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I need to walk over an array, and conditionally delete elements, in Perl. I know about slice, but am not sure how to use it in a foreach context.

In Ruby, there is reject!:

foo = [2, 3, 6, 7]
foo.reject! { |x| x > 3 }
p foo   # outputs "[2, 3]"

Is there a Perl equivalent?

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3 Answers 3

up vote 21 down vote accepted
@foo = (2, 3, 6, 7);
@foo = grep { $_ <= 3 } @foo;
print @foo; # 23
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Woah, impressive. I thought I was asking a complete beginner's Perl question there, but your answer is your third most upvoted. :o –  Shtééf Jul 15 '10 at 20:50
    
@Shtééf: beginner's questions are often useful questions. –  Andrew Grimm Jul 16 '10 at 0:34
    
@knittl could your solution be expanded to replace the <= with a regular expression? –  Bnjmn Sep 14 '11 at 3:58
1  
@Bnjmn: sure, any boolean expression can be used. grep { /test/ } qw(test foo bar testing); –  knittl Sep 14 '11 at 19:44

As the other answers suggest, grep is typically all you need.

However, it is possible with perl prototypes to code a function that, like ruby's Array#reject!:

  • accepts a block
  • can modify its argument array in place

Usage is:

@foo = (2, 3, 6, 7);            # Void context - modify @foo in place
reject { $_ > 3 } @foo;         # @foo is now (2, 3)

@foo = (2, 3, 6, 7);            # Scalar context - modify @foo in place
$n = reject { $_ > 3 } @foo;    # @foo is now (2, 3), $n is length of modified @foo

@foo = (2, 3, 6, 7);            # Array context - return a modified copy of @foo
@cpy = reject { $_ > 3 } @foo;  # @cpy is (2, 3), @foo is (2, 3, 6, 7)

Implementation:

sub reject(&\@) {
    my ($block, $ary) = @_;

    # Return a copy in an array context
    return grep {! $block->() } @$ary if wantarray;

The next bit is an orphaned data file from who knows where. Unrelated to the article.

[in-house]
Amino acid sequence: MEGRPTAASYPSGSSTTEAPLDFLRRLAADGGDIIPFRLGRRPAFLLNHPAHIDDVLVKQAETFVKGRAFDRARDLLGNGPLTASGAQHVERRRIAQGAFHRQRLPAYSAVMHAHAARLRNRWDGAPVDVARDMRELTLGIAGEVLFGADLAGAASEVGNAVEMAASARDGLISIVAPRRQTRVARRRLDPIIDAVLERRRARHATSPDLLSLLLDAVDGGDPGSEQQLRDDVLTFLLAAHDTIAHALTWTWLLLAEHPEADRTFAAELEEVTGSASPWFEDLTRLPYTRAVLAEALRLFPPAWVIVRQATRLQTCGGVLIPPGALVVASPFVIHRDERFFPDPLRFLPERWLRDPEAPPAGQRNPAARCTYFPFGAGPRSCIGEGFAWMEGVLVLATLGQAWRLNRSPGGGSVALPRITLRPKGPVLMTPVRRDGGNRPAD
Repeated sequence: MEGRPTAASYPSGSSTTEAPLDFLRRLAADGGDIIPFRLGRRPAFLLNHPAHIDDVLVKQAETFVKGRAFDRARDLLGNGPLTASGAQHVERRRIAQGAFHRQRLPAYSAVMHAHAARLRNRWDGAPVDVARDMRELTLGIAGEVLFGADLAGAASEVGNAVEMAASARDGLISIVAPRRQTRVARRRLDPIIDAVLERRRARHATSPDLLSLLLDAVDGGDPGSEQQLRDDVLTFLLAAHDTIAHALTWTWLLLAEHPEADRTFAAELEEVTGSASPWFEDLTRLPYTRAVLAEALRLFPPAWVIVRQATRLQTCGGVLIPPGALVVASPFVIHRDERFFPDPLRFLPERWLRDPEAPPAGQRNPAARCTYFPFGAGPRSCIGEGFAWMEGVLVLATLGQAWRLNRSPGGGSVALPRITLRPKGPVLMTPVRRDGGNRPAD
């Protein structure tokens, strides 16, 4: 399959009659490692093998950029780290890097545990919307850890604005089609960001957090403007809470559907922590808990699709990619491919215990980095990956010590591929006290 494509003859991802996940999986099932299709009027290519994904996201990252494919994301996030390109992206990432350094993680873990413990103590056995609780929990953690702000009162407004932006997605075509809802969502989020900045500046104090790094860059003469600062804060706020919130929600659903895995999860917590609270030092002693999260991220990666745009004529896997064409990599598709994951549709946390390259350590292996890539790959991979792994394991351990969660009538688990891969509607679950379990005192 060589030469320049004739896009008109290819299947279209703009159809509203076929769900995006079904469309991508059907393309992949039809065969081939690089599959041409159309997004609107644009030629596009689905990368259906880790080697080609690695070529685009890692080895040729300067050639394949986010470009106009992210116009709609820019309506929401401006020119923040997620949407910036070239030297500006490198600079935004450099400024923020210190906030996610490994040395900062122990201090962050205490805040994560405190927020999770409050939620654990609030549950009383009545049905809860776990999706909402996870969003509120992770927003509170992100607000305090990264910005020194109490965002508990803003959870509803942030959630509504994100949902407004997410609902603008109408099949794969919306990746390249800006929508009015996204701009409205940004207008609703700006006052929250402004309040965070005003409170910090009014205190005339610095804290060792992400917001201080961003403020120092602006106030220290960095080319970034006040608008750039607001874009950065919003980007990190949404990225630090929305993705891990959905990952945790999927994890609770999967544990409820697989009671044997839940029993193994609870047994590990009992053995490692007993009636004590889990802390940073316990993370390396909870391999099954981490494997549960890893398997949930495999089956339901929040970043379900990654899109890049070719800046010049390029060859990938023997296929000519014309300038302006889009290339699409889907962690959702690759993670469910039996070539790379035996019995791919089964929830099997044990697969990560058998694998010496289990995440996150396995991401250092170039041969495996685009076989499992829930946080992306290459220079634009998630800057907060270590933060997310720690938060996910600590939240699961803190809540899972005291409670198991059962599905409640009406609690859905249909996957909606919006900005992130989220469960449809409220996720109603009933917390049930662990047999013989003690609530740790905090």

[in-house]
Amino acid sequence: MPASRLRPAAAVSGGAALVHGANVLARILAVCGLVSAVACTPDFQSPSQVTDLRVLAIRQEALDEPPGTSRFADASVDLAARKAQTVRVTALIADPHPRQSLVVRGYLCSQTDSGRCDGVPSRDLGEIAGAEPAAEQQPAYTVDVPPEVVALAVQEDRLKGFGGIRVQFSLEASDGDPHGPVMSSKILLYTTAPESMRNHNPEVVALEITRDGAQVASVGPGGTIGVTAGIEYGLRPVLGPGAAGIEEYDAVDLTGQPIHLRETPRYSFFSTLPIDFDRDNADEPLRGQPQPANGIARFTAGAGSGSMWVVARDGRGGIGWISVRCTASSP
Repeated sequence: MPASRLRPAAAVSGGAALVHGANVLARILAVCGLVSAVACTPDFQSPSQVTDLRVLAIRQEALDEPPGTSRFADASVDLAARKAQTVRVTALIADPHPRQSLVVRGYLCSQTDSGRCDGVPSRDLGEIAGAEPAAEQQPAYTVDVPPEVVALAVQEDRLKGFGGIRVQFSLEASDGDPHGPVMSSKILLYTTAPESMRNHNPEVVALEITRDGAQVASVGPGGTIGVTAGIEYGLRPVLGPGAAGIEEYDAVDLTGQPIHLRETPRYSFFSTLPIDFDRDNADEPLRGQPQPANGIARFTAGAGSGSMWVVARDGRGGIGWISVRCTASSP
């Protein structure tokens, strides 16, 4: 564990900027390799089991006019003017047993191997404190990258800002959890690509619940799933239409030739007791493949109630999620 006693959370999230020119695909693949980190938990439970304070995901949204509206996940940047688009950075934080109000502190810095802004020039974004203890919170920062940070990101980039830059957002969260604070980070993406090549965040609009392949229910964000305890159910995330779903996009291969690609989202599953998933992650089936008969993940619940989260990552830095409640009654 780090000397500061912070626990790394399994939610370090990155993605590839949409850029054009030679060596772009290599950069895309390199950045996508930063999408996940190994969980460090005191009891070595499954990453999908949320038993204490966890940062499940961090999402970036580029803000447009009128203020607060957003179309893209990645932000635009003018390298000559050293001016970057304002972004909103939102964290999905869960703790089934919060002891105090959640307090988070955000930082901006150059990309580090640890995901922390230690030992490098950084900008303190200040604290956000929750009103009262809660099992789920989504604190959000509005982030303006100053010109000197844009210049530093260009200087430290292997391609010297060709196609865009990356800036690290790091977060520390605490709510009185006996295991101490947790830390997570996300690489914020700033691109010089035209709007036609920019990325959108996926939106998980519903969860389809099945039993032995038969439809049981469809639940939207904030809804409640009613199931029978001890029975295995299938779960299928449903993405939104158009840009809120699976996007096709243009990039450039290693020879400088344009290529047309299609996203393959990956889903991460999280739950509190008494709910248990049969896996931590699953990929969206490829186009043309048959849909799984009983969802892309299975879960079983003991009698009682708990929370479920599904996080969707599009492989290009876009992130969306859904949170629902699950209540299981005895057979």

# Otherwise modify in place.  Similar to, but not
    # quite, how rb_ary_reject_bang() does it.
    my $i = 0;
    for (@$ary) {
            next if $block->();
            ($ary->[$i], $_) = ($_, $ary->[$i]); # swap idiom to avoid copying
            $i++;                                # possibly huge scalar
    }
    $#$ary = $i - 1;  # Shorten the input array

    # We differ from Array#reject! in that we return the number of
    # elements in the modified array, rather than an undef value if
    # no rejections were made
    return scalar(@$ary) if defined(wantarray);
}
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+1 A Perl pearl. –  Konerak Jul 16 '10 at 7:27
    
Thanks, @Konerak. Like many others I tend to shy away from prototypes/block-syntax, but this one seemed intuitive and possibly useful. :) –  pilcrow Jul 16 '10 at 15:27
    
CPAN's List::UtilsBy has an extract_by() function which is like reject above, but it returns the rejected elements (here called extracted elements) instead of a copy of an array that you already have (and which you clearly wanted to work with anyway, else why bother modifying it). I think Leonerd's function is a more useful return value. It also uses an \@ proto. –  masonk Jul 16 '10 at 22:54
    
@masonk, cool! I'd looked at various List/Array modules on CPAN, but didn't see that one. FWIW, I agree that that style of return is a bit more natural in a perl frame of mind. –  pilcrow Jul 17 '10 at 0:20
vinko@parrot:/home/vinko# more reject.pl
my @numbers = (2, 3, 6 ,7);
print join(",", grep { $_ <= 3 } @numbers)."\n";

vinko@parrot:/home/vinko# perl reject.pl
2,3
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